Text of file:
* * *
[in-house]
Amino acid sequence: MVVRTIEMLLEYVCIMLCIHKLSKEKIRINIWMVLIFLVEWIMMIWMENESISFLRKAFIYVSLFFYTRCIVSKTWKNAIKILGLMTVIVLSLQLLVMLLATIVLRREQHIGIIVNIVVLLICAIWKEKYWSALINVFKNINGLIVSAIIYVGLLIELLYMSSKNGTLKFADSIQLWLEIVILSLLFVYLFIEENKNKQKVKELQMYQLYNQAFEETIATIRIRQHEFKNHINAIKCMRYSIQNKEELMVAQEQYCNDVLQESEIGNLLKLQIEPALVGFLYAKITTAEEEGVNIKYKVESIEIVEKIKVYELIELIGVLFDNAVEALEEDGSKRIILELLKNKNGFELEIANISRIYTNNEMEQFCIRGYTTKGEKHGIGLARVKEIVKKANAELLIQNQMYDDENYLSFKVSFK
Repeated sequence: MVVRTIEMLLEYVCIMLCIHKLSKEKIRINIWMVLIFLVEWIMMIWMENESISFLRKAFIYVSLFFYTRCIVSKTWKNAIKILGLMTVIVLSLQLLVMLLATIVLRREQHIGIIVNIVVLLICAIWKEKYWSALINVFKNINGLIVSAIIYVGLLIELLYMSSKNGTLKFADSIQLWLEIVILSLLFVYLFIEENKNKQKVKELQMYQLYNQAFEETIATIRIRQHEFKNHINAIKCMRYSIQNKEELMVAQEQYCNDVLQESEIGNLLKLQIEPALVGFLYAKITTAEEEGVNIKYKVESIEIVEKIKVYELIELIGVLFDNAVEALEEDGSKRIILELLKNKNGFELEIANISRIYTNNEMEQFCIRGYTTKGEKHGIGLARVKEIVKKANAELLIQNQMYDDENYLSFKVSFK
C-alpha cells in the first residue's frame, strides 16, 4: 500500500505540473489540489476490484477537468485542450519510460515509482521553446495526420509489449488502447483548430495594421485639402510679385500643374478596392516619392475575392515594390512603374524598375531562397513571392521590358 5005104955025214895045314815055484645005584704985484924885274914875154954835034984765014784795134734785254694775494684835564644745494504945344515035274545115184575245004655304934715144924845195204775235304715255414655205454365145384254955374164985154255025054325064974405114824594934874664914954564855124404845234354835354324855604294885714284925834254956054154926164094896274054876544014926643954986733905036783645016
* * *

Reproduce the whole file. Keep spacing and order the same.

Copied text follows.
[in-house]
Amino acid sequence: MVVRTIEMLLEYVCIMLCIHKLSKEKIRINIWMVLIFLVEWIMMIWMENESISFLRKAFIYVSLFFYTRCIVSKTWKNAIKILGLMTVIVLSLQLLVMLLATIVLRREQHIGIIVNIVVLLICAIWKEKYWSALINVFKNINGLIVSAIIYVGLLIELLYMSSKNGTLKFADSIQLWLEIVILSLLFVYLFIEENKNKQKVKELQMYQLYNQAFEETIATIRIRQHEFKNHINAIKCMRYSIQNKEELMVAQEQYCNDVLQESEIGNLLKLQIEPALVGFLYAKITTAEEEGVNIKYKVESIEIVEKIKVYELIELIGVLFDNAVEALEEDGSKRIILELLKNKNGFELEIANISRIYTNNEMEQFCIRGYTTKGEKHGIGLARVKEIVKKANAELLIQNQMYDDENYLSFKVSFK
Repeated sequence: MVVRTIEMLLEYVCIMLCIHKLSKEKIRINIWMVLIFLVEWIMMIWMENESISFLRKAFIYVSLFFYTRCIVSKTWKNAIKILGLMTVIVLSLQLLVMLLATIVLRREQHIGIIVNIVVLLICAIWKEKYWSALINVFKNINGLIVSAIIYVGLLIELLYMSSKNGTLKFADSIQLWLEIVILSLLFVYLFIEENKNKQKVKELQMYQLYNQAFEETIATIRIRQHEFKNHINAIKCMRYSIQNKEELMVAQEQYCNDVLQESEIGNLLKLQIEPALVGFLYAKITTAEEEGVNIKYKVESIEIVEKIKVYELIELIGVLFDNAVEALEEDGSKRIILELLKNKNGFELEIANISRIYTNNEMEQFCIRGYTTKGEKHGIGLARVKEIVKKANAELLIQNQMYDDENYLSFKVSFK
C-alpha cells in the first residue's frame, strides 16, 4: 500500500505540473489540489476490484477537468485542450519510460515509482521553446495526420509489449488502447483548430495594421485639402510679385500643374478596392516619392475575392515594390512603374524598375531562397513571392521590358 5005104955025214895045314815055484645005584704985484924885274914875154954835034984765014784795134734785254694775494684835564644745494504945344515035274545115184575245004655304934715144924845195204775235304715255414655205454365145384254955374164985154255025054325064974405114824594934874664914954564855124404845234354835354324855604294885714284925834254956054154926164094896274054876544014926643954986733905036783645016